Soon, I fell back into the cycle of binging and purging. Whenever my mum asked my how I was doing I pretended that everything was fine. I think that I even believed it for a while. After all, it was all but a dream for me.

There where times when I wanted to tell my mum about what was really happening. But I wouldn't allow that. I was always particularly delicate as to what my family thought of me. For me, there was no greater shame than having my family know that I was so weak in my resolve that I couldn't even go two weeks without vomiting. It was then that we also hit a rough patch in the road and I didn't want to make this any harder for my mum. It was my battle to fight - one which I was loosing horribly.

After a while, I think that I stopped caring for my health. I was in this semi-reality. It reached a stage when I just felt like unnecessary baggage - completely worthless; as if I could not accomplish anything. I felt like throwing all my dreams away; throwing my life away.

I knew that my parents would suspect it if I spent too long in the toilet, so I started vomiting while I was taking a shower or into a bag in my room of which I would then secretly dispose of. It was not until the beginning of this year before my mum once again discovered what I was still doing. I then talked to her and realised the severity of what I was doing.

I have always had problems opening up to people. It's like this barrier that exists which I just cannot step over. I find it so much easier to lie than to tell the complete truth. I told her of what I was doing but I extenuated the truth. I know that that is still an issue I will have to resolve to reach full recovery.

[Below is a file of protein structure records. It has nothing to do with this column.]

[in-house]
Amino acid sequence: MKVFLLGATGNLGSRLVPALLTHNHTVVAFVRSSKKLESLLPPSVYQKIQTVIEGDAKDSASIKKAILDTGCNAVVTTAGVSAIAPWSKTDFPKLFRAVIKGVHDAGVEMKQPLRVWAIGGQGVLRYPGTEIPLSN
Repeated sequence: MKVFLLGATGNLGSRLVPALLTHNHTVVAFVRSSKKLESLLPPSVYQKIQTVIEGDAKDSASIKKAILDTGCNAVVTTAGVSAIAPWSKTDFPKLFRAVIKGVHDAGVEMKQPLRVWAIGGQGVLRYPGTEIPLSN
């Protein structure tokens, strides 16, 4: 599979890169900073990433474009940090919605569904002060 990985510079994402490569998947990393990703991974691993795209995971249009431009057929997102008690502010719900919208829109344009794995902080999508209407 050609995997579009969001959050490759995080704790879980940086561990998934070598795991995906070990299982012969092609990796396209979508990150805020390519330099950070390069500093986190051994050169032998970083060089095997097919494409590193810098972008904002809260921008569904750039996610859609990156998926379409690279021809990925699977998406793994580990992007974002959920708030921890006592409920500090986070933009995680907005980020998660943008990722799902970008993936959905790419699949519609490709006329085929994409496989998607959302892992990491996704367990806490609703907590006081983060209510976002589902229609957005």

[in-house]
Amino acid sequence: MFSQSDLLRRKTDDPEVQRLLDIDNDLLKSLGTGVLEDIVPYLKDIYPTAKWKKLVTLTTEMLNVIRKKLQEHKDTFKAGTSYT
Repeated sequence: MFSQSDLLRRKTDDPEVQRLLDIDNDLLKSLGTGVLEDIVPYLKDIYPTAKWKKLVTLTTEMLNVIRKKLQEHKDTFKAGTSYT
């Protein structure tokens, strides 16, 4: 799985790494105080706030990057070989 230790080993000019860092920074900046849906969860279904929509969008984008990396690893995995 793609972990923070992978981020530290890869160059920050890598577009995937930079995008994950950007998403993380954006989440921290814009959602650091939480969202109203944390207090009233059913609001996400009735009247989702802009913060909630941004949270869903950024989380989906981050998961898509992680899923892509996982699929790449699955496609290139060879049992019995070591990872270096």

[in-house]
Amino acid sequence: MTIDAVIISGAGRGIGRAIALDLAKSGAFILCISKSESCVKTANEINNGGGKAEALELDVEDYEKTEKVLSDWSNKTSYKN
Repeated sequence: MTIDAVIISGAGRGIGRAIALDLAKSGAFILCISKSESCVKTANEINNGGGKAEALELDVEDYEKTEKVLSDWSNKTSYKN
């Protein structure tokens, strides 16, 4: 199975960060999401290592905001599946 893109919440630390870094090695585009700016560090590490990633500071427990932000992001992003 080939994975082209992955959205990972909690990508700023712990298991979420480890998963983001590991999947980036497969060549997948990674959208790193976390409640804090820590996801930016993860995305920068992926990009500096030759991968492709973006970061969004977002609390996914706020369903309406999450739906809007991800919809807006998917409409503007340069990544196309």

After that I developed a plan for myself. I started keeping a calendar and counted every day that I did not vomit. I kept a food diary and wrote what I ate every day. In this way, I found it easier to control myself. It has now been just over 7 weeks since I last vomited. This may not seem like much, but it is the longest I have gone in two years...

I find it easier every week to keep my urge at bay. I can't say it is not hard. Sure, some days I find it quite simple, but others are much, much harder. The hardest days are when I am at home by myself and I know that there is no one but my own consciousness that will know of what I did. But I endure. Whenever I get an urge, I stop myself and think of all the things that will follow - the guilt, the physical effects, who I become when I do it. Those thoughts help me get through the days.

Every day I feel stronger. I don't think that I have or ever will fully recover. The scar of my 'injury' will always be there. Lingering. A shadow in a deep crevasse in my mind. But it gets easier. And every day, I feel stronger, braver. I know that I can do this. I can recover. I will.

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Article by Shaye Boddington
Author of
and creator of The Bulimia Recovery Program and Community

The Bulimia Recovery Program